Dan Trachtenberg's directorial debut 10 Cloverfield Lane demonstrates the virtue of ambience and ambiguity, but loses steam during its third act.
Not so much a sequel as it is a blood relative to the 2008 found-footage monster movie Cloverfield, 10 Cloverfield Lane functions as a stand-alone work. Trachtenberg wisely does away with the found-footage style in favor of traditional filmmaking. The premise is also changed, opting for a psychological thriller over monsters. An effort in the final thirty minutes to tie the two films together proves to be its undoing. The dread brought about in the first and second acts is betrayed by an uncouth third act, ruining immersion and damaging fluidity. The final product is a feature at odds with itself.
The narrative centers on Michelle (Mary Elizabeth Winstead), a woman who survives a grisly vehicle collision. She awakens in a makeshift underground hospital room in the care of Howard Stambler (John Goodman) the proprietor of said hospital and the fully equipped makeshift survival bunker it inhabits.
Howard informs Michelle that there has been a global attack and that she must remain in the bunker for her own safety. Rounding up the trio is Emmett (John Gallagher, Jr.), a friendly if naïve young man whom Howard abuses. The three achieve a harmonious dynamic after preliminary tension. An incident, however, requiring Michelle to turn on a power generator leads to a harrowing revelation. Aware of the danger she faces and uncertain what to believe regarding Howard or the outside world, Michelle conspires with Emmett to escape from the bunker.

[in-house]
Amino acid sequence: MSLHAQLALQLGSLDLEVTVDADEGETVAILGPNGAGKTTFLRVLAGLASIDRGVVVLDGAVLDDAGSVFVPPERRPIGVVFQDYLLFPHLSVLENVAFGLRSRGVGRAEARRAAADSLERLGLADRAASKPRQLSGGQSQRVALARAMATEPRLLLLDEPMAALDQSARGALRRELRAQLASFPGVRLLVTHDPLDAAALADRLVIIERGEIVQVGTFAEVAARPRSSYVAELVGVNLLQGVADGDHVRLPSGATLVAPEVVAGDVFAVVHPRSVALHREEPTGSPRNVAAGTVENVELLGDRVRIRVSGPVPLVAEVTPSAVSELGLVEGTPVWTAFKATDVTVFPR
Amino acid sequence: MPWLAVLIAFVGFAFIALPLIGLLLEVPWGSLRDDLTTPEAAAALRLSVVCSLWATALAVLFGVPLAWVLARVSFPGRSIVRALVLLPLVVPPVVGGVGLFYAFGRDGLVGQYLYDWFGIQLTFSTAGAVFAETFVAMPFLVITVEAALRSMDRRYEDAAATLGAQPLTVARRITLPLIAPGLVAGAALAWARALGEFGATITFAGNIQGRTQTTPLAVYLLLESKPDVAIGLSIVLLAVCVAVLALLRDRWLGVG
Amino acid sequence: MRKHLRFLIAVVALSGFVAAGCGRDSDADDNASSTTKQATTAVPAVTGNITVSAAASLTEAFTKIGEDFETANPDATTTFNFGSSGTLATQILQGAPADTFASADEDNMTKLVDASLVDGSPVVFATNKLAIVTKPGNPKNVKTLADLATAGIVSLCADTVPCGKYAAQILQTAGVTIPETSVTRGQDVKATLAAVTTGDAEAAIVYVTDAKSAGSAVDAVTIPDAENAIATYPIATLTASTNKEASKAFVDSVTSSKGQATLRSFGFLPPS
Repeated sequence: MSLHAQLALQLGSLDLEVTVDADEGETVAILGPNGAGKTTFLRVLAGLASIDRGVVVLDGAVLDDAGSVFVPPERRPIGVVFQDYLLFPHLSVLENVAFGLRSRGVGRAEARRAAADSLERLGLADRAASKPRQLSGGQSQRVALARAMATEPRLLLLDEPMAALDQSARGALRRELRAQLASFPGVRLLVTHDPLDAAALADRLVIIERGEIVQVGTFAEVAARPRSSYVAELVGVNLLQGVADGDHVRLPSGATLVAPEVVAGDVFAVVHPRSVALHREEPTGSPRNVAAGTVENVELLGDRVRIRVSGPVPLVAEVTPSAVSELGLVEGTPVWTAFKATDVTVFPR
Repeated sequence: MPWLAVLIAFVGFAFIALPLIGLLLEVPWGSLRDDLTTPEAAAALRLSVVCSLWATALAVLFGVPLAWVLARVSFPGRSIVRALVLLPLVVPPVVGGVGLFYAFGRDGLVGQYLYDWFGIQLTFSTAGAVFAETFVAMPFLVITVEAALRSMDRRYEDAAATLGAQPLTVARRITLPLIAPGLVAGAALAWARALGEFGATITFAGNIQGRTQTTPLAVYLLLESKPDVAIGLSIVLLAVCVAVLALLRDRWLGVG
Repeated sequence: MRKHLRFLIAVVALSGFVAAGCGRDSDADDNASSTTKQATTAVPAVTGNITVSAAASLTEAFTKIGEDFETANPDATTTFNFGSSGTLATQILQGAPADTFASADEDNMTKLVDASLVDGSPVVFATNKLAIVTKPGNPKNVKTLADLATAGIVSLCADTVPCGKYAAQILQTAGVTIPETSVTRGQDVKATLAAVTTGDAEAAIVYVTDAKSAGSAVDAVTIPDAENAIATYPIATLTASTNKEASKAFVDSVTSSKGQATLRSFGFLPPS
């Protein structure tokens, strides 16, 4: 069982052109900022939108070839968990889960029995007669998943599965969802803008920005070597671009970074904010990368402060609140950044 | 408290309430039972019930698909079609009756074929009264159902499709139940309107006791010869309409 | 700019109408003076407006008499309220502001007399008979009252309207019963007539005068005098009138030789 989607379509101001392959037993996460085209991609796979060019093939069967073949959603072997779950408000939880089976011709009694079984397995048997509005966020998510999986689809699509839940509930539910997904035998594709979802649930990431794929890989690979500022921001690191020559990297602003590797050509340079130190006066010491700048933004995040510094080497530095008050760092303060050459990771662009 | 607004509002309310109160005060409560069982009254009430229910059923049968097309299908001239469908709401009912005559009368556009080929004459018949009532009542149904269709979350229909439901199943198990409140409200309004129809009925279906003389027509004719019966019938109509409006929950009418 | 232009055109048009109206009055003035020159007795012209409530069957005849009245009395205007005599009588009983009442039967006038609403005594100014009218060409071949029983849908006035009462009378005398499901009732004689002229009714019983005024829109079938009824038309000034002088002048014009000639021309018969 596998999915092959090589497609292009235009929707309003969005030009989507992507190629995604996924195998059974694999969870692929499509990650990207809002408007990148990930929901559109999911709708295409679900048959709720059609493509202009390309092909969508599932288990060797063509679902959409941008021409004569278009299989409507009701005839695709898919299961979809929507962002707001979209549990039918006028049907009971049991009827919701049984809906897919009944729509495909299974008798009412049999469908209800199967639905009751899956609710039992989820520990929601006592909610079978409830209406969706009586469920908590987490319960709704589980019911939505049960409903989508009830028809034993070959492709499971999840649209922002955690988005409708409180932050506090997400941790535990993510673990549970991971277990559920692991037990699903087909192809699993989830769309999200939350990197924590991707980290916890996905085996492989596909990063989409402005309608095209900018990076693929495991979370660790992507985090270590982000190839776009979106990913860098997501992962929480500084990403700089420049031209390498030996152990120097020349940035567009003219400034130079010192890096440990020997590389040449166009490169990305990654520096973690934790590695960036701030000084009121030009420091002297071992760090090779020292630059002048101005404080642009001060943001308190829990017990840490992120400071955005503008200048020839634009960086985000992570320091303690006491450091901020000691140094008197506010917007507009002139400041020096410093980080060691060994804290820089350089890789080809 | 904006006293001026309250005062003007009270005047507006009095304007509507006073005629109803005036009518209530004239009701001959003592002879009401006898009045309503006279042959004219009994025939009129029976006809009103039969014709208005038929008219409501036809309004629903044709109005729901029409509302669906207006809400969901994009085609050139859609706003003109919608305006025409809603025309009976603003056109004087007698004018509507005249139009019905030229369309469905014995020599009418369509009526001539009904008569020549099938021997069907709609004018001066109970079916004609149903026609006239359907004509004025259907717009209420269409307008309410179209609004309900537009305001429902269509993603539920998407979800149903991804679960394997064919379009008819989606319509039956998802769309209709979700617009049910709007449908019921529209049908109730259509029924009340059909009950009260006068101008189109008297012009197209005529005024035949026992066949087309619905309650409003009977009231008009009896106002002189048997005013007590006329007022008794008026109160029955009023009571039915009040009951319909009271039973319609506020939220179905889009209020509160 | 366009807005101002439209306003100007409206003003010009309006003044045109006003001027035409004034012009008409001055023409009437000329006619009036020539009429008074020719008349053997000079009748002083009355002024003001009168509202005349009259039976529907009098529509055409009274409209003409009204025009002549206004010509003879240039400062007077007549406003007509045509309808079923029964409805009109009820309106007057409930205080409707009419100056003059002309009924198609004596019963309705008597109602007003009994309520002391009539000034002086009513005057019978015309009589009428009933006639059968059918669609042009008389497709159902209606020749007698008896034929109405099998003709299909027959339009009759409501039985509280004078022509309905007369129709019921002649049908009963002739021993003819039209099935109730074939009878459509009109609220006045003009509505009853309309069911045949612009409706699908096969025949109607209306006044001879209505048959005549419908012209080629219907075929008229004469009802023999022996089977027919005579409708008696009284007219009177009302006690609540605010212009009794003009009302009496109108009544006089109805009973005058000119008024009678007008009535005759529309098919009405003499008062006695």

10 Cloverfield Lane utilizes its atmosphere with ardor and aptitude, preferring to imply rather than tell. Evident crisis looms over Michelle and Emmett at the hands of their captor, but his true nature remains unexplained. Only inconsistencies in Howard's stories, testimonials from Emmett, and indications of prior violence offer some insight into an unsightly truth. Goodman's haunting performance prospers from a claustrophobic setting, offering an omnipresent semblance to the inherent menace. These elements come together to present a nightmare-inducing and paranoia-inspiring drama.
These efforts are undermined by the final act. After escaping from the bunker, Michelle learns that Howard wasn't lying about the state of the world, and comes face to face with the monsters from the first picture. The initiative taken towards producing a great thriller proves inconsequential when the finale lowers its standards and throws all pretenses out the window. In fact, abandoning the aspects that drove 10 Cloverfield Lane feels like an act of treachery.
10 Cloverfield Lane fails because a great film plummets to the depths of mediocrity. Trachtenberg exhibits an understanding of what makes for compelling and riveting drama; shamefully this is subverted by a reliance on predictable and humdrum action tropes to drive the conclusion. Had this movie stuck with the brevity and vagueness of its foundation, a brilliant survival-thriller would have been born.
"Yes, we are watching O Brother Where Art Thou again."